The organization froSkatewhich hosts skate park meet-ups for the "non-traditional skate community"launched in spring 2019 after a group chat of BIPOC queer skateboarders "got too big," according to founder Karlie Thornton.
"It was just that the community really needed this kind of space," Thornton said. "I started to skate in 2019 and really just wanted friends and people who looked like me to skate with, so that I didn't feel alone or uncomfortable being the only girl."
The "bread and butter" of the group is meeting up to skate. BIPOC, queer and femme skaters of all skill levels meet at various parks around the city twice a month, both to practice tricks together and get to know each other. No experience is required to attend.
"It's just such a jam, you roll up and everyone just looks so cool," Thornton explained. "I always say you're guaranteed to make at least one or two new friends. It's something you can come alone to. I take a lot of pride in making sure people feel included because a lot of us are shy and battling nervousness ourselves."
Thornton's background in community organizing and entrepreneurship helped her to get things off the ground, but she said the group "grew rapidly" because there was such a desire for this sort of space, which didn't exist in Chicago.
In addition to meetups, froSkate donates skateboards and other equipment to people who can't afford them. The group also participates in food and supply drives on the South Side and speaks on panels about racism and other issues facing the city, among other activist efforts.
"We really want to create a community space and that oftentimes goes beyond just showing up and skating together," Thornton said. "We definitely want to make sure our community has what they need in terms of skateboarding resources, especially since one of the biggest barriers for getting more Black and Brown people into skating is the cost of it."
Though the group started with just a few friends and their boards, froSkate meetups currently average 25 to 30 people. At their last meetup of the season, over 100 people showed up. The organization's Instagram account, where information about upcoming events is shared, has more than 15,000 followers.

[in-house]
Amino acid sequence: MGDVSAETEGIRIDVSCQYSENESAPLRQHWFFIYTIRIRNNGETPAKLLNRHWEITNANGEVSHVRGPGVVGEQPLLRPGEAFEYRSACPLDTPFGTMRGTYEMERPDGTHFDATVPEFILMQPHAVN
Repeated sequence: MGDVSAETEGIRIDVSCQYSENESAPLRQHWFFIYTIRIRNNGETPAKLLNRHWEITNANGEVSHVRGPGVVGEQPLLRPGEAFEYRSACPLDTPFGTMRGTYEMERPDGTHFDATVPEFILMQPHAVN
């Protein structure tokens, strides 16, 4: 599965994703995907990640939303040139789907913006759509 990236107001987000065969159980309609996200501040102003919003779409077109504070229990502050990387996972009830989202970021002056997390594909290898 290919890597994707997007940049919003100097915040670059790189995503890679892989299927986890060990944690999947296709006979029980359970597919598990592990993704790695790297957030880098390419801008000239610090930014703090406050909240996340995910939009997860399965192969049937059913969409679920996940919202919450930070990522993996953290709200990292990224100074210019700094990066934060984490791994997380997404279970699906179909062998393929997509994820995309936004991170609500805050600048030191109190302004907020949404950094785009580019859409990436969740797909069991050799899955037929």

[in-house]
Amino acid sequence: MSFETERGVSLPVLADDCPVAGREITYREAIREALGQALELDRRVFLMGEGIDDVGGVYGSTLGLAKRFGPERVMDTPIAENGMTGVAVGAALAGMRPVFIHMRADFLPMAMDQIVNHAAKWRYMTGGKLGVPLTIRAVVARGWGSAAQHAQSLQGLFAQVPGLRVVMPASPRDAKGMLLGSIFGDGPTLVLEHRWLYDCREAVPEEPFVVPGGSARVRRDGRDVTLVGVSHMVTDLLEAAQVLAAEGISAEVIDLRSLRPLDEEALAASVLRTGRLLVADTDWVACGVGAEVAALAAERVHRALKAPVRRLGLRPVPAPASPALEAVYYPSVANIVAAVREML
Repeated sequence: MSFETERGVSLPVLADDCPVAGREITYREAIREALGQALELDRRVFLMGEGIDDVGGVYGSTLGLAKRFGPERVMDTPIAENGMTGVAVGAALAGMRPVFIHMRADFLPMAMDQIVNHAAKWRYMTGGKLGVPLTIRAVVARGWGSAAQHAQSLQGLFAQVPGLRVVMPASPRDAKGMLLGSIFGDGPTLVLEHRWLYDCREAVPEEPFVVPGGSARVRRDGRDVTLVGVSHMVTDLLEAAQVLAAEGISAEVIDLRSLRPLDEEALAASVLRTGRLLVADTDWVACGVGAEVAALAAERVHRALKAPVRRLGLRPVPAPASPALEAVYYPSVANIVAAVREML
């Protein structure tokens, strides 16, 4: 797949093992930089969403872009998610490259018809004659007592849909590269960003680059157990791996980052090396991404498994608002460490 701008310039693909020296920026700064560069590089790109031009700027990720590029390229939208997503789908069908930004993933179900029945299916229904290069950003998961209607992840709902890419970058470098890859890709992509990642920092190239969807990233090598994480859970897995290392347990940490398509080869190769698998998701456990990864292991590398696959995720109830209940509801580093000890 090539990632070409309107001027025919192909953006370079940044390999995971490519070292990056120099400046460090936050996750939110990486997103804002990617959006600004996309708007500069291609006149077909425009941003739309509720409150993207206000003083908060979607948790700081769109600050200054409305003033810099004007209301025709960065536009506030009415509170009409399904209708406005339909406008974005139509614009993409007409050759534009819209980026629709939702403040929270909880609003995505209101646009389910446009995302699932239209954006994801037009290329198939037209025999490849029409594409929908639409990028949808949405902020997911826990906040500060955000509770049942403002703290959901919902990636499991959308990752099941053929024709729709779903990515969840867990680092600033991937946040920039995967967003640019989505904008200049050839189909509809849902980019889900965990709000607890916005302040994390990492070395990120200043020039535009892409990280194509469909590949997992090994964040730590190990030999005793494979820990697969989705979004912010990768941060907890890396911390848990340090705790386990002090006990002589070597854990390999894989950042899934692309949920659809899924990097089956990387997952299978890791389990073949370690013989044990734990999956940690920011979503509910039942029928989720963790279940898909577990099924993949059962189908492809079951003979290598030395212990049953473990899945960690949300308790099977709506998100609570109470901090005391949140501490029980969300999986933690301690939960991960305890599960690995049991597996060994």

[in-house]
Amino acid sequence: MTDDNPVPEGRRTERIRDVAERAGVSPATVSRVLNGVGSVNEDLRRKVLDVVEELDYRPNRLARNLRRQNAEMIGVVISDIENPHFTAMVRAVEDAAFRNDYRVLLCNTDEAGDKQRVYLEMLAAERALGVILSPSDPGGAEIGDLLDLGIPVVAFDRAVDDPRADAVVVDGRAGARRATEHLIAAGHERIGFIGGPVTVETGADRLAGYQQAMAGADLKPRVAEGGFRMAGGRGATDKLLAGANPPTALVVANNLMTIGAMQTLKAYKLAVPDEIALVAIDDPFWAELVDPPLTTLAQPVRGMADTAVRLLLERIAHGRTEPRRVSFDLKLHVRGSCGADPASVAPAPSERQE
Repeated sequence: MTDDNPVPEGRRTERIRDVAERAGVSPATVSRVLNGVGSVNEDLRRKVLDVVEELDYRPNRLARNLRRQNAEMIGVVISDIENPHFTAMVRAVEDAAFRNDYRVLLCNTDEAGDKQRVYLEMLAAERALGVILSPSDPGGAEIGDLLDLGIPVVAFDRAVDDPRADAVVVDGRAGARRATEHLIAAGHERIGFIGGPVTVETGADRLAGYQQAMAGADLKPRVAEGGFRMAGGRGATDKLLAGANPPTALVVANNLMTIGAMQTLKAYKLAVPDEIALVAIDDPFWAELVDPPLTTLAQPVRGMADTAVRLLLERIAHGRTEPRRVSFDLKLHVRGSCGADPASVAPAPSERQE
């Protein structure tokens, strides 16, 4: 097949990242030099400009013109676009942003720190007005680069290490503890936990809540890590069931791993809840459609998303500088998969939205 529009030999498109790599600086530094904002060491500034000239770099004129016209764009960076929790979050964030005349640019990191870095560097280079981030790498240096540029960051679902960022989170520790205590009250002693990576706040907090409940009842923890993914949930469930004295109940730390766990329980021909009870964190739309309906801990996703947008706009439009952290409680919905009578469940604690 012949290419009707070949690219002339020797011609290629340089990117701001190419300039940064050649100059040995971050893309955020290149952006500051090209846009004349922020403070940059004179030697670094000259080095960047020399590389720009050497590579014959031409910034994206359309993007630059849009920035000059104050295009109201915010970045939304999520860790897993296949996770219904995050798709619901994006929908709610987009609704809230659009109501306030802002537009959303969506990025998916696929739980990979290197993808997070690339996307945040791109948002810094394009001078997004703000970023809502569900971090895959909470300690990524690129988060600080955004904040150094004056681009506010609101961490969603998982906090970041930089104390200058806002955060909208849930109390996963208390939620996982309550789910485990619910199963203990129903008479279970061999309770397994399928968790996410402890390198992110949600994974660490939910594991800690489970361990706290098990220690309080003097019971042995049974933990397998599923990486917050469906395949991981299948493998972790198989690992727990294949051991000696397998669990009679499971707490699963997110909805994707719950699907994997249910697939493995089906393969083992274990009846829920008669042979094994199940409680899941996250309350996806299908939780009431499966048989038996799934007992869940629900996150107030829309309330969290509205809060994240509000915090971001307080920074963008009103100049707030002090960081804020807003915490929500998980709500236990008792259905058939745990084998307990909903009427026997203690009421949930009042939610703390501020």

"It's hard to say [how many people are involved] because there's no pressure to show up to every meetup," Thornton said. "A lot of times we see familiar faces at meetups and we also see a lot of new faces each time."
Jasmine Parks, a musician and froSkate's executive assistant, explained that learning to "take up space" became easier when she started spending time skating with people who looked like her.
Parks started skateboarding as a means of transportation but said it has become much more for her since she got involved with froSkate. At meetups, she prioritizes learning, whether that means landing new tricks or "becoming a better person," Parks said.
"At one point, I was so scared of my skateboard, like it was bigger than me, but I had to have a moment with myself to realize I have to overcome those fears," she explained. "To have people around me who are also overcoming those fears, who are falling and laughing and shaking it off, that's even more encouragement to keep going."
Parks' favorite parts of the meetups are when everyone lines up to try a trick together.
"It's like, everyone sees someone and thinks, 'Oh, that's cool, I bet I could do that,'" Parks said. "Having a line of five or six people back to back to back trying a trick until we all hit it is my favorite part because we're all just trying to encourage each other."
Thornton agreed and said she loves when people are trying things outside of their comfort zone, because they feel supported and are then able to "learn and grow from that moment." For example, at a recent meetup, several skaters tried a "rock to fakie" which is a trick where you go up a ramp, hit the top and come right back down.
"For some people, it was a trick they wouldn't even think about trying, but they tried it," Thornton said. "And quite a few of them actually made it or at least now know what to work on more. But they wouldn't have ever tried it if we weren't all there, pushing them."
Thornton emphasized that having a group of similar people creates the necessary, supportive space required for learning any new skill.
"If you're in a room of people who don't look like you, it's uncomfortable and you feel nervous," she said. "It's important to have these spaces where people feel comfortable enough to learn and to fall so people can take that with them when they go skate on their own."
Even for seasoned skaters, "sometimes it's just nice to skate with a whole bunch of Black and Brown people," Thornton added.
Those interested in joining can visit www.froskate.com .